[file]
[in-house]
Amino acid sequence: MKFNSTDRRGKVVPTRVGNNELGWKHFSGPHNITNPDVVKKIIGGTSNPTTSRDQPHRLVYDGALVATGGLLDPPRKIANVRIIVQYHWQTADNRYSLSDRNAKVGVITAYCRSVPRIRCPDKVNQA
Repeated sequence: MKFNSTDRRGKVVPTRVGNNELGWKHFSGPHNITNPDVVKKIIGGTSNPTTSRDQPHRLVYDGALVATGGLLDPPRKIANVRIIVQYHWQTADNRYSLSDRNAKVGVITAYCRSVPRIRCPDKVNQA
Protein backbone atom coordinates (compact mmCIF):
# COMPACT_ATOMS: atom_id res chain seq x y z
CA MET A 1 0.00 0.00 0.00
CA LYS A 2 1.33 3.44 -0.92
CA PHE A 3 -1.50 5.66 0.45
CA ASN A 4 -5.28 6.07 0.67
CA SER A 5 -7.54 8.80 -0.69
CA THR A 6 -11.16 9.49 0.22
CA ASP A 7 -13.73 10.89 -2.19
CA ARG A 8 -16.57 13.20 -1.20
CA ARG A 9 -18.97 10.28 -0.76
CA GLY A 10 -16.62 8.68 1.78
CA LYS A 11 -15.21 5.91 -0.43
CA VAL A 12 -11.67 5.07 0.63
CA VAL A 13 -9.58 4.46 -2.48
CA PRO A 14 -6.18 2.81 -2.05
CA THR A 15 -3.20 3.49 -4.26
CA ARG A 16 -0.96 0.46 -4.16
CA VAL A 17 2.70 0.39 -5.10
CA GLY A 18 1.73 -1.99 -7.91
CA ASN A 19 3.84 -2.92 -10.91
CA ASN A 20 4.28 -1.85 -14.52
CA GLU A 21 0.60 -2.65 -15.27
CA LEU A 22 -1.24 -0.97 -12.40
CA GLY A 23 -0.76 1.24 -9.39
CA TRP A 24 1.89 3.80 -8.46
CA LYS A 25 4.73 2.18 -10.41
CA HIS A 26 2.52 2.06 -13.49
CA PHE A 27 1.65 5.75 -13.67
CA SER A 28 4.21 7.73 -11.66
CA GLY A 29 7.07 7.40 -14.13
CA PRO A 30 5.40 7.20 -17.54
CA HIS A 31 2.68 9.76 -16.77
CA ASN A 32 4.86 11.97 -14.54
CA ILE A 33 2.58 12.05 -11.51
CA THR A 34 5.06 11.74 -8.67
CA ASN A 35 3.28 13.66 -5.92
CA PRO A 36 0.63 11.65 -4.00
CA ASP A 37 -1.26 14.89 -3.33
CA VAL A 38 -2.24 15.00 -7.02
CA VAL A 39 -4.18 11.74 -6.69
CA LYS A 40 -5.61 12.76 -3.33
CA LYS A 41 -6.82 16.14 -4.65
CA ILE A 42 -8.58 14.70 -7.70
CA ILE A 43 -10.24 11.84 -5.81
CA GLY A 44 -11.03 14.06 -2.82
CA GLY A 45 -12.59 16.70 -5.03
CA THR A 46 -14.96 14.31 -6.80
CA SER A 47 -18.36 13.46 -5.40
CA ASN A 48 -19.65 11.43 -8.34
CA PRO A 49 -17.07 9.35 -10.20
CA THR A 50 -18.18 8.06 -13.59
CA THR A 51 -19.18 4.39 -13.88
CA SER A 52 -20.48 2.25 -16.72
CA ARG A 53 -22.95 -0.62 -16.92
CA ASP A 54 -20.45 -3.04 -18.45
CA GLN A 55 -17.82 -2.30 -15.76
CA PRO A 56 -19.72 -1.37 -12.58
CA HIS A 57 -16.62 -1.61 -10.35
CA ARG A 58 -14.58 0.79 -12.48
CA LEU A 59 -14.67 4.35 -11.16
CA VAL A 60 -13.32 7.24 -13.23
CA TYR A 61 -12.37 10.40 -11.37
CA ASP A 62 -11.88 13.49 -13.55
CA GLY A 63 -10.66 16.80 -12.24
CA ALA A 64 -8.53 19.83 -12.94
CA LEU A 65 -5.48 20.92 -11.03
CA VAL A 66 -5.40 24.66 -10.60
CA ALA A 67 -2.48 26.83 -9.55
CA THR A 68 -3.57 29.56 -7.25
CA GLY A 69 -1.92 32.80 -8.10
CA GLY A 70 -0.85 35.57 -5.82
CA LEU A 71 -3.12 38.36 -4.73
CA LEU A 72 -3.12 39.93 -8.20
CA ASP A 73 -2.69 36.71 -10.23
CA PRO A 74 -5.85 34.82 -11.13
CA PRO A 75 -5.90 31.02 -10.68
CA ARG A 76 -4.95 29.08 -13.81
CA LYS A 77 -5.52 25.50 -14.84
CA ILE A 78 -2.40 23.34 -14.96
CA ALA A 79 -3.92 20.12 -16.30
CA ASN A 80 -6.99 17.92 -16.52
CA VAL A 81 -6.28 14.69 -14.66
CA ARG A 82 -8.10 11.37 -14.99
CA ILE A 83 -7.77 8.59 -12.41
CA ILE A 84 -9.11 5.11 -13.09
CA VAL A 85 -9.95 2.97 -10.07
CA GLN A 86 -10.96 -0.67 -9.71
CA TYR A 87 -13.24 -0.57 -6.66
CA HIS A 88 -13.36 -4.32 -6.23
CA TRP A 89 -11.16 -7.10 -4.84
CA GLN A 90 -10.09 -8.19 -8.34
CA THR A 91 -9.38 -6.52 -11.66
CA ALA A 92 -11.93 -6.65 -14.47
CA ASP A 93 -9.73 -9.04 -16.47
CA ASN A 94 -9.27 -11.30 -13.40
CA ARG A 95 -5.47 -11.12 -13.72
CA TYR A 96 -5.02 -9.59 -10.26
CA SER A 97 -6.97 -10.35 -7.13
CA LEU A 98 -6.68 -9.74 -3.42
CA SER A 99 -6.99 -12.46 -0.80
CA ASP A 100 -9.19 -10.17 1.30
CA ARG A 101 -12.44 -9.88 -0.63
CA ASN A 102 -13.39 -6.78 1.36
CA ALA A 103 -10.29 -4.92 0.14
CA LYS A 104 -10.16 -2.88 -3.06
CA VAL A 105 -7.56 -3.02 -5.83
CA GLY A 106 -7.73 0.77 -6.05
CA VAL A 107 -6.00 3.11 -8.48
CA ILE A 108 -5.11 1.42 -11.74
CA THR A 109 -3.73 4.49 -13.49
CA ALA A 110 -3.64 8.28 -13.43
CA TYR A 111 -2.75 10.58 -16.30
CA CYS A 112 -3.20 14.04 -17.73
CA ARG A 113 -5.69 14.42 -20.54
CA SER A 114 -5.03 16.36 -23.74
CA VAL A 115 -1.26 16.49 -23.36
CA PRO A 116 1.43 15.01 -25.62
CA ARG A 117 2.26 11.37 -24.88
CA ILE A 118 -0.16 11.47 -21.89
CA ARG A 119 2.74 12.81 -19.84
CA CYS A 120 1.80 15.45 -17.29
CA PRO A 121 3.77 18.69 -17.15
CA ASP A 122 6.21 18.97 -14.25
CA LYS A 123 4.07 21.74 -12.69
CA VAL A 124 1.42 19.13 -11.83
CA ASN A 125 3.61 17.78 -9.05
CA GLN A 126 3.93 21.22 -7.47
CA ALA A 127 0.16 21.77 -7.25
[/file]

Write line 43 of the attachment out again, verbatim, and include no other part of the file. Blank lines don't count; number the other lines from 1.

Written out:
CA VAL A 38 -2.24 15.00 -7.02